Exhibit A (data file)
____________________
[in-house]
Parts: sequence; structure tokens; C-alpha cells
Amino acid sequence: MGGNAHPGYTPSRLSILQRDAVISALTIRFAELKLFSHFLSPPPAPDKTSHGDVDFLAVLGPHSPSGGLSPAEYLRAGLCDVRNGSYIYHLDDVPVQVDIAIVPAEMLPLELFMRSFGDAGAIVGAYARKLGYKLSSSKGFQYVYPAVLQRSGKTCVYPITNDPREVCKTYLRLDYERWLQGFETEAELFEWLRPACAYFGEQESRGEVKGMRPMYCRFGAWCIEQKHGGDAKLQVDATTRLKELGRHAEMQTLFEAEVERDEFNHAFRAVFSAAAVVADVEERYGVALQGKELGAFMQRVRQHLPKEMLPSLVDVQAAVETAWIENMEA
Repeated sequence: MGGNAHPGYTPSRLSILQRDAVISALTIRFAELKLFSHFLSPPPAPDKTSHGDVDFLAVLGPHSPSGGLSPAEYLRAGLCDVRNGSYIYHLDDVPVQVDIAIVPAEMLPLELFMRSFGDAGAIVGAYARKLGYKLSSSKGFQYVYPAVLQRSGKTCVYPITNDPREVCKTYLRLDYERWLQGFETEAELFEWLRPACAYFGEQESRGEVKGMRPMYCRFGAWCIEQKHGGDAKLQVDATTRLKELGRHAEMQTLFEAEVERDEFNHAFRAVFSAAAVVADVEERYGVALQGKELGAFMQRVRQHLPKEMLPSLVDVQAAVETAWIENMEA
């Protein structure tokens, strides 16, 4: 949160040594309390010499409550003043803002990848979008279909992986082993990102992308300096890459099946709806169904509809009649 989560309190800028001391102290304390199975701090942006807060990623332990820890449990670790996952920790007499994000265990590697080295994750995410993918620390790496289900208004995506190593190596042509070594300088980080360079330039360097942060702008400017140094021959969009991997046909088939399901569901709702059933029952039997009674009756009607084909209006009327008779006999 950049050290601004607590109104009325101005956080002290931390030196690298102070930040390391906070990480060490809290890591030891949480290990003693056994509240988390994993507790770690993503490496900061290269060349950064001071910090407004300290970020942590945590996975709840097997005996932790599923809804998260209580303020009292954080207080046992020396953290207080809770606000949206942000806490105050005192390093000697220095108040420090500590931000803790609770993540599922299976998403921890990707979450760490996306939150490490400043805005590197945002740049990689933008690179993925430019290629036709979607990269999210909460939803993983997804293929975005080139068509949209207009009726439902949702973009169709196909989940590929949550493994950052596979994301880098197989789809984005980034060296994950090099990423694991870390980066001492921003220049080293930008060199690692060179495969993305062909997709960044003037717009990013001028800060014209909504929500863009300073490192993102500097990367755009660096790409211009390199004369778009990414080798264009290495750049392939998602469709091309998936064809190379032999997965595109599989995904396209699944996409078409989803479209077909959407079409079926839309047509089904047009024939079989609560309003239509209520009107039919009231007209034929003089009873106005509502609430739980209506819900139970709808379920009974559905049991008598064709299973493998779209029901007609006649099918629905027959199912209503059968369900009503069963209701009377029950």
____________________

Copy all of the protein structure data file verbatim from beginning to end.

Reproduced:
[in-house]
Parts: sequence; structure tokens; C-alpha cells
Amino acid sequence: MGGNAHPGYTPSRLSILQRDAVISALTIRFAELKLFSHFLSPPPAPDKTSHGDVDFLAVLGPHSPSGGLSPAEYLRAGLCDVRNGSYIYHLDDVPVQVDIAIVPAEMLPLELFMRSFGDAGAIVGAYARKLGYKLSSSKGFQYVYPAVLQRSGKTCVYPITNDPREVCKTYLRLDYERWLQGFETEAELFEWLRPACAYFGEQESRGEVKGMRPMYCRFGAWCIEQKHGGDAKLQVDATTRLKELGRHAEMQTLFEAEVERDEFNHAFRAVFSAAAVVADVEERYGVALQGKELGAFMQRVRQHLPKEMLPSLVDVQAAVETAWIENMEA
Repeated sequence: MGGNAHPGYTPSRLSILQRDAVISALTIRFAELKLFSHFLSPPPAPDKTSHGDVDFLAVLGPHSPSGGLSPAEYLRAGLCDVRNGSYIYHLDDVPVQVDIAIVPAEMLPLELFMRSFGDAGAIVGAYARKLGYKLSSSKGFQYVYPAVLQRSGKTCVYPITNDPREVCKTYLRLDYERWLQGFETEAELFEWLRPACAYFGEQESRGEVKGMRPMYCRFGAWCIEQKHGGDAKLQVDATTRLKELGRHAEMQTLFEAEVERDEFNHAFRAVFSAAAVVADVEERYGVALQGKELGAFMQRVRQHLPKEMLPSLVDVQAAVETAWIENMEA
């Protein structure tokens, strides 16, 4: 949160040594309390010499409550003043803002990848979008279909992986082993990102992308300096890459099946709806169904509809009649 989560309190800028001391102290304390199975701090942006807060990623332990820890449990670790996952920790007499994000265990590697080295994750995410993918620390790496289900208004995506190593190596042509070594300088980080360079330039360097942060702008400017140094021959969009991997046909088939399901569901709702059933029952039997009674009756009607084909209006009327008779006999 950049050290601004607590109104009325101005956080002290931390030196690298102070930040390391906070990480060490809290890591030891949480290990003693056994509240988390994993507790770690993503490496900061290269060349950064001071910090407004300290970020942590945590996975709840097997005996932790599923809804998260209580303020009292954080207080046992020396953290207080809770606000949206942000806490105050005192390093000697220095108040420090500590931000803790609770993540599922299976998403921890990707979450760490996306939150490490400043805005590197945002740049990689933008690179993925430019290629036709979607990269999210909460939803993983997804293929975005080139068509949209207009009726439902949702973009169709196909989940590929949550493994950052596979994301880098197989789809984005980034060296994950090099990423694991870390980066001492921003220049080293930008060199690692060179495969993305062909997709960044003037717009990013001028800060014209909504929500863009300073490192993102500097990367755009660096790409211009390199004369778009990414080798264009290495750049392939998602469709091309998936064809190379032999997965595109599989995904396209699944996409078409989803479209077909959407079409079926839309047509089904047009024939079989609560309003239509209520009107039919009231007209034929003089009873106005509502609430739980209506819900139970709808379920009974559905049991008598064709299973493998779209029901007609006649099918629905027959199912209503059968369900009503069963209701009377029950």